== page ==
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Strengthening the UK’s clinical trial ecosystem

Why pharmaceutical companies play a role in driving progress.

By Simon Newton

The UK is highly regarded as a global leader in life science research and development (R&D) and is home to an industry that has made enormous strides in transforming medicines and improving patient care. Institutions, including the NHS, the Medicines and Healthcare Products Regulatory Agency (MHRA), and the National Institute for Health and Care Research (NIHR), alongside world-leading research charities form a strong foundation for the UK’s ambition to remain a global leader in R&D.

As a board member of the Association of the British Pharmaceutical Industry (ABPI) and vice-chair of the Small Companies Forum, I recognise that there remains significant opportunity for reform and improvement across the R&D and clinical trial landscape in the UK to bring about enhanced outcomes for patients.

In 2022, the global pharmaceutical industry reached the same levels of investment, regulatory approvals and clinical trial activity as seen before the Covid-19 pandemic. This rebound is no small feat, and it represents a significant achievement for the industry given the complex challenges the global clinical ecosystem faced as the world returned to normal. And yet, there are still areas where progress and improvements in clinical trials are lacking. According to an independent report by Lord O’Shaughnessy, only 28,000 patients were recruited into pharmaceutical company sponsored clinical trials in the UK in 2022-23, down from 50,000 in 2017-18, compared to over one million patients recruited into non-commercially sponsored clinical trials – those run by the NHS or academic institutions – in the same period.

There is a clear need for more pharmaceutical company sponsored clinical trials in the UK. For patients, these trials often represent one of the few opportunities to gain early access to potentially life-changing treatments, especially for those with limited treatment options and those living with rare diseases. For example, according to Blood Cancer UK, many patients with blood cancer in the UK rely on clinical trials as the only opportunity to gain access to new treatments, despite 40 per cent of the treatments reimbursed as part of the UK Cancer Drugs Fund being for blood cancers.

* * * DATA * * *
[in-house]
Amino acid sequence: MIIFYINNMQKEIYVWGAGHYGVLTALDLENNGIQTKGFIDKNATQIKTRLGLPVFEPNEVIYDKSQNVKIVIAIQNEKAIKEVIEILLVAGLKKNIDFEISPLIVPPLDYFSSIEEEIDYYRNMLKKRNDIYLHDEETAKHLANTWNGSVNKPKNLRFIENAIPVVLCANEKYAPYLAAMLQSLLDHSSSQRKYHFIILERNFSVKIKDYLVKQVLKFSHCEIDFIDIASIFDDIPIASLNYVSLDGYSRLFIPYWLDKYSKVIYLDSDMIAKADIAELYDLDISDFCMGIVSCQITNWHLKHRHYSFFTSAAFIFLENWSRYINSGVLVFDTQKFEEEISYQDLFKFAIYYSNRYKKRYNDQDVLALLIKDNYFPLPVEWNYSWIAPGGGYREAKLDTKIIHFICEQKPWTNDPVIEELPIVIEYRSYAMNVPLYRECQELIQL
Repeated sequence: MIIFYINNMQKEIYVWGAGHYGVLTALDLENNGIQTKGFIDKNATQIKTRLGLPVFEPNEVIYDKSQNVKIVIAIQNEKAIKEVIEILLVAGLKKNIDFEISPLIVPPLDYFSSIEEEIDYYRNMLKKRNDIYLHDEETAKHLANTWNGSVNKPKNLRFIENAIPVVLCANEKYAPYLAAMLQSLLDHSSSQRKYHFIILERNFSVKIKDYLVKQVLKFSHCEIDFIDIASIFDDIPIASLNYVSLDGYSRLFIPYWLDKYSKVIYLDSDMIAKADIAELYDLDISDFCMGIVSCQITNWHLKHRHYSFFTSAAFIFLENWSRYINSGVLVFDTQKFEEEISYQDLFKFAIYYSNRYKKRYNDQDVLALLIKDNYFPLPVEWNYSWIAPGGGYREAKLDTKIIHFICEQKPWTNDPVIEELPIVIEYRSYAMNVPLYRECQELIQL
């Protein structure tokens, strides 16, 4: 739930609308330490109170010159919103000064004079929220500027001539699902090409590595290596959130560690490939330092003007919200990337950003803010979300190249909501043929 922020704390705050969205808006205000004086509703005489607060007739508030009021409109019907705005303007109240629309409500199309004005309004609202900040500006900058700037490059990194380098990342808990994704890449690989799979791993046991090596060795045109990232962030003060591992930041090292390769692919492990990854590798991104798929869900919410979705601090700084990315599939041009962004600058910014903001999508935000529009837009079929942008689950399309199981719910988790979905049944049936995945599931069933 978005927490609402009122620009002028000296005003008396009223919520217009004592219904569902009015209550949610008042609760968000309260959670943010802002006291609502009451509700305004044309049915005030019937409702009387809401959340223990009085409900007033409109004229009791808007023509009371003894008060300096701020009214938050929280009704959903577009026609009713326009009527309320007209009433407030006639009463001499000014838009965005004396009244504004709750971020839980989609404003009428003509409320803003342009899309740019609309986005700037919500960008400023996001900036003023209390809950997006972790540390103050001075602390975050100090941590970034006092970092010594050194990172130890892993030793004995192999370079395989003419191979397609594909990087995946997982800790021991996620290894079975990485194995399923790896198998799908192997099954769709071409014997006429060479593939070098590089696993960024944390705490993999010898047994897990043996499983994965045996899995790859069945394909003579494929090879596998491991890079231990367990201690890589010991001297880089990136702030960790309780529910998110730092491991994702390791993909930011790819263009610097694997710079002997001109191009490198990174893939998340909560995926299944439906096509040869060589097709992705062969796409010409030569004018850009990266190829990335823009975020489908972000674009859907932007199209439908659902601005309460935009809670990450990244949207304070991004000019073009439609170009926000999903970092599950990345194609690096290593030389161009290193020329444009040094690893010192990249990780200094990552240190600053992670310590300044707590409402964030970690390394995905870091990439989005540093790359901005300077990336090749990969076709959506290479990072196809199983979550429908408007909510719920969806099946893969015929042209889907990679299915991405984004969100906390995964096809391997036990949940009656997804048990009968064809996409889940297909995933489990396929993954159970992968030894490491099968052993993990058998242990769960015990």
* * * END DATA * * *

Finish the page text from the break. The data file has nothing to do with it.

Jazz Pharmaceuticals is proud of its long-standing commitment to the UK, home to a significant proportion of our operations established over the past two decades, and we want to build the case for continued investment and clinical trial activity in the UK, and ultimately more patients benefiting from new treatments which could potentially address unmet medical needs.

We, therefore, support the ABPI’s commitment to work closely with Lord O’Shaughnessy to progress the call for a four-fold increase in pharmaceutical company sponsored clinical trial activity in the UK by 2027, and the recommendation to establish Clinical Trial Acceleration Networks (CTANs) to enable the UK to deliver best-in-world clinical trial services. These types of initiatives are essential in driving innovation in, and incentivisation for, clinical trials in the UK, by providing additional resources for trials, expediting approval processes, and overcoming challenges to patient recruitment and diversity in trials. This can help to better reflect the actual patient population that are likely to use the medicinal product investigated, as reflected in the ABPI’s Equality, Diversity and Inclusion Strategy.

The potential benefits to patients from improving equality, diversity and inclusion are well established. A report by MedCity, the Faculty of Pharmaceutical Medicine and Imperial College Healthcare NHS Trust found a focus on these metrics in clinical trials produced more robust clinical data, and more clearly demonstrated the universal benefit of a treatment and its differential effect in different communities.

This is something we are passionate about. We are working hard to enhance diversity in our clinical trial activity, through efforts such as supporting digital ethnographic research to help improve the treatment of diseases and encouraging clinical trial eligibility screening to be part of routine care. We believe these actions will help increase clinical trial enrolment of more diverse patient groups, better reflecting the wider patient population and helping bring new treatments to patients.

While there are challenges facing the UK life sciences sector, there remain significant opportunities to reverse the downward trend in R&D activity and improve the quality, diversity and enrolment in clinical trials. The government’s focus on the industry and these challenges is welcome, but swift action is needed to ensure the UK remains a global leader in life sciences R&D. Realising the full potential of R&D and clinical trials in the UK will rely on greater collaboration between industry, the NHS and the government, which will ultimately deliver improved health outcomes for patients in the UK and help attract global investment.

This article has been written and funded by Jazz Pharmaceuticals.

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